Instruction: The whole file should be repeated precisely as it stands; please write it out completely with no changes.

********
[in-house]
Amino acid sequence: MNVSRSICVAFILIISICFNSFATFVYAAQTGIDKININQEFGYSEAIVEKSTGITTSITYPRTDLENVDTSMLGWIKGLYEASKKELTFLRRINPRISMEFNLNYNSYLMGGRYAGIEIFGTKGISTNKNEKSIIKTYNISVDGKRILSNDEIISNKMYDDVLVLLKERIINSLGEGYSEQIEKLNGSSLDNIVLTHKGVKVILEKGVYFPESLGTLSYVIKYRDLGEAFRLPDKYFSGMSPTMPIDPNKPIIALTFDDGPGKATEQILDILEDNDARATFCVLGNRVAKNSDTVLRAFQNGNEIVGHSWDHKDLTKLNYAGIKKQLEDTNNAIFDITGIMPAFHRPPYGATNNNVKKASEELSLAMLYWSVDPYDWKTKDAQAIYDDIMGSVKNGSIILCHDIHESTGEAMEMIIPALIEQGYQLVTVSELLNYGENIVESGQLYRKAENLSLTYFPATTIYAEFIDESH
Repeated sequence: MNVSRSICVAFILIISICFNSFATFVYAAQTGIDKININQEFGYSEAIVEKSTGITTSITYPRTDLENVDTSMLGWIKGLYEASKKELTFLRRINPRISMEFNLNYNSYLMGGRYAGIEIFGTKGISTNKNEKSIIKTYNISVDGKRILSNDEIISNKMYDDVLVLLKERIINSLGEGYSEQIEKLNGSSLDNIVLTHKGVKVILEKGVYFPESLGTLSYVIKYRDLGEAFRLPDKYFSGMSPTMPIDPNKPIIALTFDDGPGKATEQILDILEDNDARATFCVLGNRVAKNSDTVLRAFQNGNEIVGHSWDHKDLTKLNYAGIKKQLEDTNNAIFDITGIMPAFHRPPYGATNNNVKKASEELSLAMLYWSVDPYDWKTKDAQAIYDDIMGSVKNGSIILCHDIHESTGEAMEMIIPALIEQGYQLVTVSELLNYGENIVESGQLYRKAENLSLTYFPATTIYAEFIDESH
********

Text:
[in-house]
Amino acid sequence: MNVSRSICVAFILIISICFNSFATFVYAAQTGIDKININQEFGYSEAIVEKSTGITTSITYPRTDLENVDTSMLGWIKGLYEASKKELTFLRRINPRISMEFNLNYNSYLMGGRYAGIEIFGTKGISTNKNEKSIIKTYNISVDGKRILSNDEIISNKMYDDVLVLLKERIINSLGEGYSEQIEKLNGSSLDNIVLTHKGVKVILEKGVYFPESLGTLSYVIKYRDLGEAFRLPDKYFSGMSPTMPIDPNKPIIALTFDDGPGKATEQILDILEDNDARATFCVLGNRVAKNSDTVLRAFQNGNEIVGHSWDHKDLTKLNYAGIKKQLEDTNNAIFDITGIMPAFHRPPYGATNNNVKKASEELSLAMLYWSVDPYDWKTKDAQAIYDDIMGSVKNGSIILCHDIHESTGEAMEMIIPALIEQGYQLVTVSELLNYGENIVESGQLYRKAENLSLTYFPATTIYAEFIDESH
Repeated sequence: MNVSRSICVAFILIISICFNSFATFVYAAQTGIDKININQEFGYSEAIVEKSTGITTSITYPRTDLENVDTSMLGWIKGLYEASKKELTFLRRINPRISMEFNLNYNSYLMGGRYAGIEIFGTKGISTNKNEKSIIKTYNISVDGKRILSNDEIISNKMYDDVLVLLKERIINSLGEGYSEQIEKLNGSSLDNIVLTHKGVKVILEKGVYFPESLGTLSYVIKYRDLGEAFRLPDKYFSGMSPTMPIDPNKPIIALTFDDGPGKATEQILDILEDNDARATFCVLGNRVAKNSDTVLRAFQNGNEIVGHSWDHKDLTKLNYAGIKKQLEDTNNAIFDITGIMPAFHRPPYGATNNNVKKASEELSLAMLYWSVDPYDWKTKDAQAIYDDIMGSVKNGSIILCHDIHESTGEAMEMIIPALIEQGYQLVTVSELLNYGENIVESGQLYRKAENLSLTYFPATTIYAEFIDESH